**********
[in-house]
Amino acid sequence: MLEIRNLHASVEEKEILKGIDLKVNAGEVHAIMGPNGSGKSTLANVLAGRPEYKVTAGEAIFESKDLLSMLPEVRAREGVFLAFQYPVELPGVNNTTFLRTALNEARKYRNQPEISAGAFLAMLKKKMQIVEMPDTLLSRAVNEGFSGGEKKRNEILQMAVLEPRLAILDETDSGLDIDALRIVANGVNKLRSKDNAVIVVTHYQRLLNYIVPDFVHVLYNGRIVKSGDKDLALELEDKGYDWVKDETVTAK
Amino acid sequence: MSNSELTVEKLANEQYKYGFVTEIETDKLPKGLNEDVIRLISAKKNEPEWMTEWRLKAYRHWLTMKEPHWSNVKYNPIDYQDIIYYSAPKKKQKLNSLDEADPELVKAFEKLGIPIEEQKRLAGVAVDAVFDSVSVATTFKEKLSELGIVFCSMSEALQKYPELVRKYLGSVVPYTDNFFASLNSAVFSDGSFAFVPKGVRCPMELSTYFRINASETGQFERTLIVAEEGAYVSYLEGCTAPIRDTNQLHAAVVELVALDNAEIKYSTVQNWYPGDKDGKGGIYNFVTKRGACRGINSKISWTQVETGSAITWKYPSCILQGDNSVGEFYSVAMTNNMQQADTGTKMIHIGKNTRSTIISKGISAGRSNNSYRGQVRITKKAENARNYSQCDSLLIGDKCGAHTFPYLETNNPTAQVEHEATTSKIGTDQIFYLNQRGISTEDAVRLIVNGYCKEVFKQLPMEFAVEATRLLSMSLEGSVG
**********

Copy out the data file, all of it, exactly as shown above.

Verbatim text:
[in-house]
Amino acid sequence: MLEIRNLHASVEEKEILKGIDLKVNAGEVHAIMGPNGSGKSTLANVLAGRPEYKVTAGEAIFESKDLLSMLPEVRAREGVFLAFQYPVELPGVNNTTFLRTALNEARKYRNQPEISAGAFLAMLKKKMQIVEMPDTLLSRAVNEGFSGGEKKRNEILQMAVLEPRLAILDETDSGLDIDALRIVANGVNKLRSKDNAVIVVTHYQRLLNYIVPDFVHVLYNGRIVKSGDKDLALELEDKGYDWVKDETVTAK
Amino acid sequence: MSNSELTVEKLANEQYKYGFVTEIETDKLPKGLNEDVIRLISAKKNEPEWMTEWRLKAYRHWLTMKEPHWSNVKYNPIDYQDIIYYSAPKKKQKLNSLDEADPELVKAFEKLGIPIEEQKRLAGVAVDAVFDSVSVATTFKEKLSELGIVFCSMSEALQKYPELVRKYLGSVVPYTDNFFASLNSAVFSDGSFAFVPKGVRCPMELSTYFRINASETGQFERTLIVAEEGAYVSYLEGCTAPIRDTNQLHAAVVELVALDNAEIKYSTVQNWYPGDKDGKGGIYNFVTKRGACRGINSKISWTQVETGSAITWKYPSCILQGDNSVGEFYSVAMTNNMQQADTGTKMIHIGKNTRSTIISKGISAGRSNNSYRGQVRITKKAENARNYSQCDSLLIGDKCGAHTFPYLETNNPTAQVEHEATTSKIGTDQIFYLNQRGISTEDAVRLIVNGYCKEVFKQLPMEFAVEATRLLSMSLEGSVG